Cuween Neolithic tomb on Mainland, Orkney excavated in 1901, contained 24 dog skulls, along with other dog and human bones. The number of dog remains is remarkable. Radiocarbon dating suggests that the dog remains were placed in the tomb several centuries after it was constructed, dating to c 2600 BC. In 2018, research commissioned by Historic Environment Scotland, working with National Museums Scotland, discovered a great deal about this skull.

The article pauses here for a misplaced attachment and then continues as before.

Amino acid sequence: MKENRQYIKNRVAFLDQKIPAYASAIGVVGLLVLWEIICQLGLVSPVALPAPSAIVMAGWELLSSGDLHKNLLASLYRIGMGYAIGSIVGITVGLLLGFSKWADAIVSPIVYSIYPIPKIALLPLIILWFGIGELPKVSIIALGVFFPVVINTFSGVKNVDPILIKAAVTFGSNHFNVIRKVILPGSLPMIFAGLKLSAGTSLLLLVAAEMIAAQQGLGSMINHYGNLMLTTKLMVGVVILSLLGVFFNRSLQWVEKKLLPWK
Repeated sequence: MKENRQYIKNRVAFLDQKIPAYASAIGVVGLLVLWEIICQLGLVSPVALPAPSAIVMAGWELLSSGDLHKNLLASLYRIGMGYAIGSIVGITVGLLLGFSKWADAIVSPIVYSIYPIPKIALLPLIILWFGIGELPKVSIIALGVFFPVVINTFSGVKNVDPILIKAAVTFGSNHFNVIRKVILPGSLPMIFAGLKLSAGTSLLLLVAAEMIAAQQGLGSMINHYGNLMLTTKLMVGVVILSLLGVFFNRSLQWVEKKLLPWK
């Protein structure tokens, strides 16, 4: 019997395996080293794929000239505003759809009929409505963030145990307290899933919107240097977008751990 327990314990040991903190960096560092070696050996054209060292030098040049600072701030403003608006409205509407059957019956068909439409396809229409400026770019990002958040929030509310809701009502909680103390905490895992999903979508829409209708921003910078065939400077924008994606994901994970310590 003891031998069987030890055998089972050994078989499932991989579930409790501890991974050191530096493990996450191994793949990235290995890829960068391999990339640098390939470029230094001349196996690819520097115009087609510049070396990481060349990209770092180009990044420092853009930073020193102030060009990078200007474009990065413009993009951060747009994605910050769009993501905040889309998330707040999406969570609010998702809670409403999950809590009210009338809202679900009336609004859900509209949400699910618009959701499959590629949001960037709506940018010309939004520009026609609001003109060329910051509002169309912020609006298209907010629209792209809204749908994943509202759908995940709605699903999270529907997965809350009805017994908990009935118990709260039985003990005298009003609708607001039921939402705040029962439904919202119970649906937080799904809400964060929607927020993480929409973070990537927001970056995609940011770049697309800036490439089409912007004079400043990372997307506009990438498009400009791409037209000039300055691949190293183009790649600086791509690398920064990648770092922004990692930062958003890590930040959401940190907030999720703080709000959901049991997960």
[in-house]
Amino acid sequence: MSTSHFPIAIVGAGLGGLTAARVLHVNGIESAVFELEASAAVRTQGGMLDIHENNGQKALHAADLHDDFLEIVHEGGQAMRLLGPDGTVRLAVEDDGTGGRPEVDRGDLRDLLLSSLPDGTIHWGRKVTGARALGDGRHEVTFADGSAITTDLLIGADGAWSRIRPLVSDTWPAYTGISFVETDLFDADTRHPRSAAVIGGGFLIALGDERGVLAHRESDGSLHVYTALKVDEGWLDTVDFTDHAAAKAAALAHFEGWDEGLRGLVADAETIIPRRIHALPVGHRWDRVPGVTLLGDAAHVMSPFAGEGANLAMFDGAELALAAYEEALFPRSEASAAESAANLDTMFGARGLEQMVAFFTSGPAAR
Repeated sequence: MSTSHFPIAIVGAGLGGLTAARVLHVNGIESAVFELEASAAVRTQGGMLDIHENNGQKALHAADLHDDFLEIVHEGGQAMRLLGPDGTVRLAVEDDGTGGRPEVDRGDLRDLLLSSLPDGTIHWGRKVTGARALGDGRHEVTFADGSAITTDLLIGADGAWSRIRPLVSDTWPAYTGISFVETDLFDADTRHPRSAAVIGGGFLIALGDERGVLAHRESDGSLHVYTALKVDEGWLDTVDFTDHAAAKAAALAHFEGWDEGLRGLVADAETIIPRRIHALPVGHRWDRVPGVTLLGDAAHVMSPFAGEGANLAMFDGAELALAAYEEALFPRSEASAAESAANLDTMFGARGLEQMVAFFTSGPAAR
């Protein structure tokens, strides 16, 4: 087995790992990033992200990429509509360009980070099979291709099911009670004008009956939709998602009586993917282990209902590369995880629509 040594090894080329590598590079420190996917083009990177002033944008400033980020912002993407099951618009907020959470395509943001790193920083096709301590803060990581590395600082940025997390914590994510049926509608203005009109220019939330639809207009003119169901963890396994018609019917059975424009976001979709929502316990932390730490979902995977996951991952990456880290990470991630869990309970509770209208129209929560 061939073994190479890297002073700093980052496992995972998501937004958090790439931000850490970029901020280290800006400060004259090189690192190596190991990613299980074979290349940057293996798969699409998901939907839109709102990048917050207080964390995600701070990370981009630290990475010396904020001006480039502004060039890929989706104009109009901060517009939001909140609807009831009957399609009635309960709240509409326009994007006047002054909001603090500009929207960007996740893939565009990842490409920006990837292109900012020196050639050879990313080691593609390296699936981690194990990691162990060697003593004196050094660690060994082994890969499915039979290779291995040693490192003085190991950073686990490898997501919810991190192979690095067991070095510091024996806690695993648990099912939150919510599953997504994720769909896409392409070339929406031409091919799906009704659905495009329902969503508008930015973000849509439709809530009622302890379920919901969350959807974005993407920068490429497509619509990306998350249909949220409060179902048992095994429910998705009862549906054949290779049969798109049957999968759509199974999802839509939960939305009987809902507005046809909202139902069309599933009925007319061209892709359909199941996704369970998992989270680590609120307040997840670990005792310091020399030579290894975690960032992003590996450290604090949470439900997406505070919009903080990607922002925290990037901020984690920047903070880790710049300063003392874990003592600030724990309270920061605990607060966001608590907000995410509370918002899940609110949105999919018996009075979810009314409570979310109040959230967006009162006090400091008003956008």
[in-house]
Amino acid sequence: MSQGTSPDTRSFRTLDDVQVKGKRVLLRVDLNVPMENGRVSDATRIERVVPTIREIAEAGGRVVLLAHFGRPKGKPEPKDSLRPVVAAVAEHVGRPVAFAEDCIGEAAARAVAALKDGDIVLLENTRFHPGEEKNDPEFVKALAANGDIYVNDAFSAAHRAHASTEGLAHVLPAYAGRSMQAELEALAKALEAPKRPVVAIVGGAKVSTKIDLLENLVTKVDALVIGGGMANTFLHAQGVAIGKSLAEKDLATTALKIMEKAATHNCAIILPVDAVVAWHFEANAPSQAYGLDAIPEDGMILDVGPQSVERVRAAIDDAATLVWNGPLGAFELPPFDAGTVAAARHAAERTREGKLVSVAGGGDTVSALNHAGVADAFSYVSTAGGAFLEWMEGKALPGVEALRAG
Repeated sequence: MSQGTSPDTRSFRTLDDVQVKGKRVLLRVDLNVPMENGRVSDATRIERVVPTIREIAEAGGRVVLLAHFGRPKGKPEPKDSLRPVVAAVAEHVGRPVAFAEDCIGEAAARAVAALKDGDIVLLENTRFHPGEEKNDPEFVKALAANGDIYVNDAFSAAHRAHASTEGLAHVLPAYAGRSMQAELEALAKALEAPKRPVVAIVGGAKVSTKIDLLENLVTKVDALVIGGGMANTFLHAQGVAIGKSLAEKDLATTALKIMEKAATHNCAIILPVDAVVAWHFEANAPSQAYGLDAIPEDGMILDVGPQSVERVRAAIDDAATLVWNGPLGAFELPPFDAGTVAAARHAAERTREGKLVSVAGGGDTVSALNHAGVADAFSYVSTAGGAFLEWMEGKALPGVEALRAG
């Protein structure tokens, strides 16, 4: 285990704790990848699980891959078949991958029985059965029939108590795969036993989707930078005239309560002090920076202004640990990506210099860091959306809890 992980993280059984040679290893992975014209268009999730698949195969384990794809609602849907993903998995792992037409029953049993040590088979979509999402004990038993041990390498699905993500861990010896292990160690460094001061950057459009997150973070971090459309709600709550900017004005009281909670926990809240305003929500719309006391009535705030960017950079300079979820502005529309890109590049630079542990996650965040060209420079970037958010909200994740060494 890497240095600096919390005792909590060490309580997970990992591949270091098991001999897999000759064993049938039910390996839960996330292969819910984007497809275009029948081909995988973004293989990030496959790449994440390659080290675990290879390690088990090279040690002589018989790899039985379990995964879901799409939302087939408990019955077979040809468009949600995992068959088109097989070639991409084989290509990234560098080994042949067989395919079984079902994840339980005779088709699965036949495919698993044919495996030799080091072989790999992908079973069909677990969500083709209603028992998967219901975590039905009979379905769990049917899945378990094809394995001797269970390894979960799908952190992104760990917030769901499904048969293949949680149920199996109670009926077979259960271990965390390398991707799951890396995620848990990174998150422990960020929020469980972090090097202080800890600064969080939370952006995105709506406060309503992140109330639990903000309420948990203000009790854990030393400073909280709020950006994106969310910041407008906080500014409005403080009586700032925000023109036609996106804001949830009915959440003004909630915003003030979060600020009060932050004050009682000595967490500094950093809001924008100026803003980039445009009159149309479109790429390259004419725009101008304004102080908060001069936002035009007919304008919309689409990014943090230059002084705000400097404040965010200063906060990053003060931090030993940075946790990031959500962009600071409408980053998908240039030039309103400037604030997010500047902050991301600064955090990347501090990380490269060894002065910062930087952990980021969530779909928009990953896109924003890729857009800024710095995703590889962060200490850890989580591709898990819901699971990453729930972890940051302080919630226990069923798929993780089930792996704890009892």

A part of the NMS collection, this cranium as presented here was reconstructed using automated photogrammetry by Richard Allen at the University of Oxford. Other models of the skull were generated using laser and CT scanning. A 3D print from the CT scan produced at HES’s Engine Shed conservation centre, was then used by forensic artist Amy Thornton to reconstruct how the dog may have looked when alive.
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